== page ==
This diversity of midrange and uptick in control might cause the change in Standard I am waiting for. Anything to buck the previous trend. I note that Naya is still RG-based, but one thing at a time. Equally, a larger diversity of midrange decks might just squash the control decks and cause a resurgence of Reanimator decks which can cast [card]Angel of Serenity[/card] more times… yippee!
After looking at the numbers of the most popular decks, there are a few developments with less popular decks still worth mentioning.
Right at the start of Dragon’s Maze, Bant Hexproof tried to become a player in Standard. I think it was actually developing just before release and [card]Unflinching Courage[/card] threatened to push it over the edge into a playable deck. This deck was designed along the lines of the Bogles deck in Modern. Basically, you run a bunch of hexproof guys and some powerful, cheap auras to suit them up with. There is a smaller selection in Standard of both enchantments and suitable bodies to put them on, particularly cheap ones, which makes the deck a little more clunky. Personally, I hate this deck. It is the most uninteractive deck imaginable, and yet doesn’t even have the majestic grace of a combo deck to impress you. I like playing Magic with and against other people, this deck doesn’t do that.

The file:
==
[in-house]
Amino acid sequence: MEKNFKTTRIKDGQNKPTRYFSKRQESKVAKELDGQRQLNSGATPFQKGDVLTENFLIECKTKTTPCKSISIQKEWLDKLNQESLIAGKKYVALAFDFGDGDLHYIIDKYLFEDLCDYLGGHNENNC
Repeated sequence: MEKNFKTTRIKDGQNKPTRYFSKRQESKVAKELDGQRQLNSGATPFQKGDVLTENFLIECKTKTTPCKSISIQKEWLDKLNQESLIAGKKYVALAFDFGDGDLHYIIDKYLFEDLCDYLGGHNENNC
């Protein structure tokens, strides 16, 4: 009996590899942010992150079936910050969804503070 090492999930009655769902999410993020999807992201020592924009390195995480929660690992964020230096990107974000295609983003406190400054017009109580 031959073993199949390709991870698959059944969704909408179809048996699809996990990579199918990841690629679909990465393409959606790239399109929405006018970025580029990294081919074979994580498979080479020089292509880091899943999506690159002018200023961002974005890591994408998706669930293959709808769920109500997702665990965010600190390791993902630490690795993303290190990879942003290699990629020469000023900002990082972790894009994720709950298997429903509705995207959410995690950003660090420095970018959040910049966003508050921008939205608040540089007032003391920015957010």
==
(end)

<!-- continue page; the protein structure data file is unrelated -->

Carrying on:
4 Avacyn’s Pilgrim
4 Fencing Ace
4 Invisible Stalker
4 Voice of Resurgence
4 Ethereal Armor
4 Spectral Flight
4 Unflinching Courage
2 Simic Charm
4 Geist of Saint Traft
4 Breeding Pool
1 Cavern of Souls
3 Glacial Fortress
4 Hallowed Fountain
3 Hinterland Harbor
2 Sunpetal Grove
4 Temple Garden
2 Nearheath Pilgrim
2 Ground Seal
1 Feeling of Dread
2 Render Silent
2 Selesnya Charm[/deck]
Thankfully Hexproof seems to be on the decline. The first two tournaments saw two copies in the Top 16, then there were 1 in each in the next 3 tournaments and finally none in the last 2 weeks. Is it being less successful or are people simply as bored/unimpressed with the strategy as I am? It’s entertaining to play once,but rapidly gets old, and now that it’s a known quantity people are building their decks to beat it. Fighting through not only wraths, but [card]Far // Away[/card], [card]Ray of Revelation[/card], and even [card]Gaze of Granite[/card] is no fun, even for Hexproof pilots.
A few other ‘one-hit wonder’ decks are worth a mention. A black/green midrange deck featuring [card]Desecration Demon[/card] made an appearance at two consecutive tournaments. A 6/6 flyer for 4 is a good rate, and in this case the ‘downside’ ability causes it to grow while removing your opponent’s creatures. If you consider it The Abyss that starts attacking for 9 when they run out of creatures, it starts looking quite good. That’s without even considering all the value which you get when comboing [card]Disciple of Bolas[/card]. Sadly, this didn’t manage to gain a permanent foothold in the winning decks and hasn’t been seen again.
I was pretty excited about Junk Aristocrats, which Brad Nelson piloted to victory two weeks ago. The red-based versions of this deck have been a small but constant presence since before the release of Dragon’s Maze. Until now, however, they didn’t pick up many new cards from the set. Moving over to green gave the deck some new toys. [card]Voice of Resurgence[/card] and [card]Young Wolf[/card] are [card]Doomed Traveler[/card]s 5-12 and [card]Varolz, the Scar-Striped[/card] lets you used all your cards for a second or sometimes third time. Sadly, it made no appearance in the Top 16 this week, so perhaps it was just another one-hit wonder.
That’s all for this week. Hopefully it gave you some food for thought. My own conclusions from this analysis? Any color of deck as long as it’s green! See you next week.